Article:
The range discrepancies when it comes to EVs is real.

Never has there been a time that people have paid so much attention to rated range. This is due to the influx of new electric vehicles. How often do we see people challenging EPA-estimated ratings for gas-powered cars? Sure, it happens, and the numbers often don't add up. However, when it comes to electric vehicles, this situation accelerates considerably. As it turns out, the all-new 2019 Kia Niro EV (e-Niro) joins the list of EVs that have seen a range downgrade.

With multiple range scales, automotive reviewers' tests, independent tests, and owner data on forums and social media, information pertaining to electric vehicle range is "messy." Now, Autocar reports that an independent firm's error caused an overstatement of the WLTP range of the Kia Niro EV.

After adjustments to account for the problems with the original testing, the Kia e-Niro (64-kWh battery pack) has a WLTP range of 282 miles. Previously, the rating was 301 miles. Kia has downgraded the same vehicle with its smaller 39.2-kWh pack as well. The initial 193-mile range is now set and 179 miles.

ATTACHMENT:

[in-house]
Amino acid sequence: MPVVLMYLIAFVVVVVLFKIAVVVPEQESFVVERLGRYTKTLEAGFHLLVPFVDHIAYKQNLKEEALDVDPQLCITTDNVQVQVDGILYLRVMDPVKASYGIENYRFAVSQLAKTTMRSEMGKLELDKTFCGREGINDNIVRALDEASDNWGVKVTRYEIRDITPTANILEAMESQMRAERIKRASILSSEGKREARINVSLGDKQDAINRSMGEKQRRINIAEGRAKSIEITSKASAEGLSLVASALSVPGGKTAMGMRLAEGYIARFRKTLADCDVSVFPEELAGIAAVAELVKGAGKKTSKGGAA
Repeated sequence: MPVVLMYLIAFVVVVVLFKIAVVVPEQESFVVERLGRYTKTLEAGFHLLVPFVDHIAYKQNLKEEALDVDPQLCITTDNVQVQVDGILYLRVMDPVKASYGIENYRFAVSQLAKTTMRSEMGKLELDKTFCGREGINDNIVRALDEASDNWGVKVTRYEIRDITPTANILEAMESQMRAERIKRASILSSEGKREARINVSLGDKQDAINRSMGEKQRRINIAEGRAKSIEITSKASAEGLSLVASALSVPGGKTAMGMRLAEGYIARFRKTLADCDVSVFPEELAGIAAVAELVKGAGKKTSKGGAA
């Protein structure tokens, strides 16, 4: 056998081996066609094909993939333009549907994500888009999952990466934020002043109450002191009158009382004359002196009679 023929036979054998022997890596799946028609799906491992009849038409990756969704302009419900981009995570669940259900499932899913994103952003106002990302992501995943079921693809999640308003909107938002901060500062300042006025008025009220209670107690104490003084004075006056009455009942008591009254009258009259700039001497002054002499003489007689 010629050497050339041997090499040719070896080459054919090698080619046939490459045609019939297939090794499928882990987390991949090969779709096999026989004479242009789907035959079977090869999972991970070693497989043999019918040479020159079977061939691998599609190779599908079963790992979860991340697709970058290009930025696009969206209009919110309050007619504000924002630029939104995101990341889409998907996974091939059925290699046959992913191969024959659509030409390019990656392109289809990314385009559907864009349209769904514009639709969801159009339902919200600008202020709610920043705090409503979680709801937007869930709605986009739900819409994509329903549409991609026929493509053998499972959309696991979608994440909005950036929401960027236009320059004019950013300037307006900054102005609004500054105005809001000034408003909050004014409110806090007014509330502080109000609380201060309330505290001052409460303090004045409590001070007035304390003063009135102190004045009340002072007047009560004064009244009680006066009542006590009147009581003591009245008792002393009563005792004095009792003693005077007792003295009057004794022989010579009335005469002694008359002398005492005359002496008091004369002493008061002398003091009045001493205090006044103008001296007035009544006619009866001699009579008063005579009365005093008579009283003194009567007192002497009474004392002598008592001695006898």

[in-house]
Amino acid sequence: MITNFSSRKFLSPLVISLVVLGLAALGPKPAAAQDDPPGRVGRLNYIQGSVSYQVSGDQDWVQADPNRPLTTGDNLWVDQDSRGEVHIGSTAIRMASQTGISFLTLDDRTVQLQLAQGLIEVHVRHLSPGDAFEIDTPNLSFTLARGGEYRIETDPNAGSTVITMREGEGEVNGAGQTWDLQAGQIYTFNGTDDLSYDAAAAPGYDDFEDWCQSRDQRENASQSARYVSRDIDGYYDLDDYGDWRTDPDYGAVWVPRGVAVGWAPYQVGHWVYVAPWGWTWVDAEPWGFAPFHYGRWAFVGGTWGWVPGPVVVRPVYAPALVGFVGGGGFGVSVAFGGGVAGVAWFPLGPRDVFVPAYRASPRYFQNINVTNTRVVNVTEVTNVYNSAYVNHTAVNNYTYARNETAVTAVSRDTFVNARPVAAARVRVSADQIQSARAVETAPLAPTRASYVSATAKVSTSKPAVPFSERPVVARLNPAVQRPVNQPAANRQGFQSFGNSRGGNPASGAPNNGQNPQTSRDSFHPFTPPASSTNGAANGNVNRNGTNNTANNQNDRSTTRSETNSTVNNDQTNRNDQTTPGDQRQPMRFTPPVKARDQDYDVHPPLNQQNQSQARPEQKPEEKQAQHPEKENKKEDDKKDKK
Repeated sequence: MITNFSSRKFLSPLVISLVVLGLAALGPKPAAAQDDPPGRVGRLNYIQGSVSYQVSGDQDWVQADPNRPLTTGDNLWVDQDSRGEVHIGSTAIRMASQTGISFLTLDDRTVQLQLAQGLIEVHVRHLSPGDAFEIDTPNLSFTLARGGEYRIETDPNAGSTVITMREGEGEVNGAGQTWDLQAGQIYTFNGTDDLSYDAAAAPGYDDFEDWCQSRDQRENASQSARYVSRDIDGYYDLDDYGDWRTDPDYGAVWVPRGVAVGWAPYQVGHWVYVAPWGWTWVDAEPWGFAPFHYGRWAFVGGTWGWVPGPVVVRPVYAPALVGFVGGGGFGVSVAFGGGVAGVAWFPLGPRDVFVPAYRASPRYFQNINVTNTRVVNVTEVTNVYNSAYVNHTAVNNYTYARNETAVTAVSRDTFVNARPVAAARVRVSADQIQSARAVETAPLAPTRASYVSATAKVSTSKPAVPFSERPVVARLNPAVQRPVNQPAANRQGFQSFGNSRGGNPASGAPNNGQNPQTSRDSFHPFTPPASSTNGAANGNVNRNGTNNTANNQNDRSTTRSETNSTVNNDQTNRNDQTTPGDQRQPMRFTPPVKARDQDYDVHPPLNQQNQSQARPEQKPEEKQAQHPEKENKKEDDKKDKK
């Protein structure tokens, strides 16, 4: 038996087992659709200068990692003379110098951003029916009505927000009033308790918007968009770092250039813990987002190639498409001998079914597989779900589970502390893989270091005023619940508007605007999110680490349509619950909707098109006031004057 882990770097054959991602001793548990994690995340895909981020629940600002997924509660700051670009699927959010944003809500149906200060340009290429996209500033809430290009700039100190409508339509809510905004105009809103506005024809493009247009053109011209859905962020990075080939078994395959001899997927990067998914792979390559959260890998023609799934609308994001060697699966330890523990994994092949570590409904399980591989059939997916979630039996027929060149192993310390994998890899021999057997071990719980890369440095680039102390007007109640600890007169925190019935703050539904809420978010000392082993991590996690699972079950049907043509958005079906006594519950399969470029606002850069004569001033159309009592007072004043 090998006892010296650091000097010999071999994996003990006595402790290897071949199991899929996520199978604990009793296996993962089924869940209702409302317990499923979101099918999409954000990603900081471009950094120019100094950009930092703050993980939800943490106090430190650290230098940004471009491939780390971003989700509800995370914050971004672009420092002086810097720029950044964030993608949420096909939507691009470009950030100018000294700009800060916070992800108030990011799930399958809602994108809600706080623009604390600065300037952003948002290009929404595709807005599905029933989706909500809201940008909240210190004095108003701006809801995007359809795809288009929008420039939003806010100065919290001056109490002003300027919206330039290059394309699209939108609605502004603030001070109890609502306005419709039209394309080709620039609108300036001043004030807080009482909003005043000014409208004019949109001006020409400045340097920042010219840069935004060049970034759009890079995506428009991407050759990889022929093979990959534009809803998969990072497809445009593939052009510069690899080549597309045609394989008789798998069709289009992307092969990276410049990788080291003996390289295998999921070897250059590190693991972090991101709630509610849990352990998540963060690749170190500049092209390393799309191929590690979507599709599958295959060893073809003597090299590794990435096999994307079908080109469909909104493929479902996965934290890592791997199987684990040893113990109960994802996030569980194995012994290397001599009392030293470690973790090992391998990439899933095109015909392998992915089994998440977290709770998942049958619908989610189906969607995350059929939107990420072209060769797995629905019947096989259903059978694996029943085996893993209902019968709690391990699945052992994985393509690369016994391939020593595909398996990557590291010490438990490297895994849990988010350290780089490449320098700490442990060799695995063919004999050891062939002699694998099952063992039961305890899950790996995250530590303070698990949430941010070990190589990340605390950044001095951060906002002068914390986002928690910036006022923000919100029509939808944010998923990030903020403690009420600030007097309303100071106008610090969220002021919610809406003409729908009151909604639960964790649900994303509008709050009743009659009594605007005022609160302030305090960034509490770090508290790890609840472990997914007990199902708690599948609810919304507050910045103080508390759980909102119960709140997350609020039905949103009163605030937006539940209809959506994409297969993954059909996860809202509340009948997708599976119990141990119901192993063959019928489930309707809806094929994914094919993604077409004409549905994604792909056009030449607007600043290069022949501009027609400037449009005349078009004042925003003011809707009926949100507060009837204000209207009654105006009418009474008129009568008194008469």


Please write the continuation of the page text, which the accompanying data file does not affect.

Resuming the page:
The WLTP test cycle is a very new requirement for all vehicles sold in the European Union. As with most similar tests, there are a strict set of guidelines to assure consistency. Apparently, according to Kia, the independent organization that performed the test didn't use the correct methodology. More specifically, the organization tested the Niro EV in low-speed urban areas for a significant portion of the evaluation. For this reason, it was able to cover more miles than it should have covered. When tested on highways and at high speeds for the appropriate percentage of testing miles, the range is different.

Fortunately, Kia was honest to uncover the oversight. It also stepped up and reported the issue. The automaker is also reaching out to buyers who have pre-ordered the car. We greatly appreciate Kia's honesty in this situation.

Autocar points out that there is not yet information regarding whether or not the Hyundai Kona EV was tested under the same, erroneous methods.

Source: Autocar